The thought experiments attempt to resolve a paradox that physicist Stephen Hawking outlined in the 1970s. He showed that in their current forms, the two major pillars of physics—quantum mechanics and general relativity—can’t both be true near a black hole. General relativity governs how very massive objects work, while quantum mechanics governs how very tiny objects work. In most of the universe, physicists can choose which set of rules to apply—general relativity for a galaxy cluster, quantum mech­anics for a particle accelerator—but a black hole is both very massive and very small. Read more

Apr 17, 2015

In The Future, Spider Silk May Help Grow Your Replacement Heart

Posted by in category: biotech/medical

Maddie Stone — Gizmodo

In The Future, Spider Silk May Help Grow Your Replacement Heart

There’s been a lot of talk lately about how spider silk is this crazy wonder material that may soon find its way into everything from electronics to ultra-strong fabrics. Now, there’s another reason to be excited about spider silk: doctors might one day use the stuff to grow you a new heart.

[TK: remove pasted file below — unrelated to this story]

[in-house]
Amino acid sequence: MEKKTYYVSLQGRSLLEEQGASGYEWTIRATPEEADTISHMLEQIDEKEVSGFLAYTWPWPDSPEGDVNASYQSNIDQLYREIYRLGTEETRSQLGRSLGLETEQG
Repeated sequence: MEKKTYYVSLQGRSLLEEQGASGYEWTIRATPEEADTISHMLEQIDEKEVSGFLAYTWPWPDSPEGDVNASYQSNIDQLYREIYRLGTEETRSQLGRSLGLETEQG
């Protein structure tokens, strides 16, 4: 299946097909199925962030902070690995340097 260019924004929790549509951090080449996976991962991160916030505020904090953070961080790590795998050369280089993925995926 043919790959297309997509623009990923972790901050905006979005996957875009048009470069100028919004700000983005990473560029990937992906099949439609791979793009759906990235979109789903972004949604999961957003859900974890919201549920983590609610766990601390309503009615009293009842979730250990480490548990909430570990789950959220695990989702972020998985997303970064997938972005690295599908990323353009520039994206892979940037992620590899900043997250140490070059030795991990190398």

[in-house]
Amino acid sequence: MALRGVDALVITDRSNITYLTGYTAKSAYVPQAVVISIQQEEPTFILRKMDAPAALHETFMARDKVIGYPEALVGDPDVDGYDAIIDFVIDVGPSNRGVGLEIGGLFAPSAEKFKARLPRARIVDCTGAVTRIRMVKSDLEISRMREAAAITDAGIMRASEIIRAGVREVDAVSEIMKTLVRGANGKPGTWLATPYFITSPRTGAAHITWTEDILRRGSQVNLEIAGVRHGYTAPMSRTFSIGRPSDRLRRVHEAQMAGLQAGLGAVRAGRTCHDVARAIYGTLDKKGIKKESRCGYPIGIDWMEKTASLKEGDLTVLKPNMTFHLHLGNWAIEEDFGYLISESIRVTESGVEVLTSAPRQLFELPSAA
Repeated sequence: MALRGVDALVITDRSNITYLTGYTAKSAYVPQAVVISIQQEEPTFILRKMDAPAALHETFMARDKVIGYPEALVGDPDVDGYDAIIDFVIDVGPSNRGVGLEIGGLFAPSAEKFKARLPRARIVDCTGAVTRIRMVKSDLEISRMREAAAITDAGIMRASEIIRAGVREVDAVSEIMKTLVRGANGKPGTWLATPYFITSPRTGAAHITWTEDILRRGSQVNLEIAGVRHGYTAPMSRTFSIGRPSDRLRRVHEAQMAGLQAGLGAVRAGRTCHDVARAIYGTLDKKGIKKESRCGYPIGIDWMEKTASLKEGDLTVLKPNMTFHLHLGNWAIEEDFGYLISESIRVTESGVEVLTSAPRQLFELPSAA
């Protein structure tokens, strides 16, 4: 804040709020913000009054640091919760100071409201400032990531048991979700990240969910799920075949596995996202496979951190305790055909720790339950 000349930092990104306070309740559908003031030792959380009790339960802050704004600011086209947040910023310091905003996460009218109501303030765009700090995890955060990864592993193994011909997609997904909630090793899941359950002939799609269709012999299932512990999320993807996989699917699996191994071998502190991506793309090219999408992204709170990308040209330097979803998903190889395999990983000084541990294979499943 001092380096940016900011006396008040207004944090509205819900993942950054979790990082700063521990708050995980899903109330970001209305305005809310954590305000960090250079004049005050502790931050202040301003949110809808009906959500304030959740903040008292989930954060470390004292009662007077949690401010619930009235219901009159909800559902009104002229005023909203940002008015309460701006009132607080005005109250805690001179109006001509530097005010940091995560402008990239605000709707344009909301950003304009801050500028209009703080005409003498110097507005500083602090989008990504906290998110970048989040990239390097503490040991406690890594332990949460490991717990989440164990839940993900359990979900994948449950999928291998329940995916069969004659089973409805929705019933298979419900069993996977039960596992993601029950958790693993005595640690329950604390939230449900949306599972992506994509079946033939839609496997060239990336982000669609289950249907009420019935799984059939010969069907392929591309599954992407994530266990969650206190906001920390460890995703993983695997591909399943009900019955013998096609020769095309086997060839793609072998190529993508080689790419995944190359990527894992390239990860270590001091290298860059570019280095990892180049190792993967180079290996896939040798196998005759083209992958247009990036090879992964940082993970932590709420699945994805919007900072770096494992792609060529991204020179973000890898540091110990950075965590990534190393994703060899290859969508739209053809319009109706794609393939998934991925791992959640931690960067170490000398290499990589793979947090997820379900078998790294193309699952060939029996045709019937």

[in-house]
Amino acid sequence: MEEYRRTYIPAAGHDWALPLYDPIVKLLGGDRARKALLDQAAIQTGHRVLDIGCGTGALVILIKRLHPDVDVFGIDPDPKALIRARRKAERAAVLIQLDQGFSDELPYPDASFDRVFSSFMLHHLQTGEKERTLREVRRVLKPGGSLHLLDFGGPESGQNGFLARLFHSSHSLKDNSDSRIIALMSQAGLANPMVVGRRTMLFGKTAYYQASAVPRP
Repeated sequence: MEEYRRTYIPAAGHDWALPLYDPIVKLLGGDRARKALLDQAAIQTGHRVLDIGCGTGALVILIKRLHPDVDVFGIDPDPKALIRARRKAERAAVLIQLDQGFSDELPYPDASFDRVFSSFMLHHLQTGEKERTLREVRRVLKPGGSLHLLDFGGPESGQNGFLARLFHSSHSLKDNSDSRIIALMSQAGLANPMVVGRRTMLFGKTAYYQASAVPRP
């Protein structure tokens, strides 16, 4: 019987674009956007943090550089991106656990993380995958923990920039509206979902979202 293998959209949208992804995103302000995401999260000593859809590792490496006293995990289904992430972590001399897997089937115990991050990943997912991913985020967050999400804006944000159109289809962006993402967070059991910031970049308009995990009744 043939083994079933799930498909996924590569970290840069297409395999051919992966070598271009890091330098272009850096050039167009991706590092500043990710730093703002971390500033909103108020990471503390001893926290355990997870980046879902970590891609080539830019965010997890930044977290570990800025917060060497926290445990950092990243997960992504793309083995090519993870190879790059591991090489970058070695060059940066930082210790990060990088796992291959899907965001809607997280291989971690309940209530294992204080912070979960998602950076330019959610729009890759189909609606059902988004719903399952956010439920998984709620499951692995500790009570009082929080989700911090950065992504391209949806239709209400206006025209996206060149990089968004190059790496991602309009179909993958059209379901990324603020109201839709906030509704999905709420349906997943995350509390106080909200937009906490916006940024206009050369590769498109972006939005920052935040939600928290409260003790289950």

Growing new organs and tissues outside the body is the bleeding edge of biomedical research. Just imagine: if doctors could grow replacement hearts or kidneys from a patient’s own stem cells, that patient would no longer have to face the agonizing prospect of waiting to find a suitable donor. The risk of organ rejection would become nil. But there’s a lot of R&D to be done before we get there. One initial challenge has been finding a scaffold material to grow organ tissues on—something that’s non-toxic, will not impede cell growth, and will not, itself, be rejected by the body. That, it turns out, is a pretty tall order. Read more

Apr 16, 2015

Nanoparticle liquid-metal ink allows standard inkjet printers to create flexible circuits

Posted by in category: nanotechnology
By Colin Jeffrey — Gizmag

Researchers at Purdue University have shown how standard inkjet-printers can be employed to produce flexible electronic circuits from liquid-metal nanoparticle inks. This simple printing solution promises faster, cheaper, and easier production of stretchable, bendable electronics for clothing, soft robotics, and wearable devices. Read More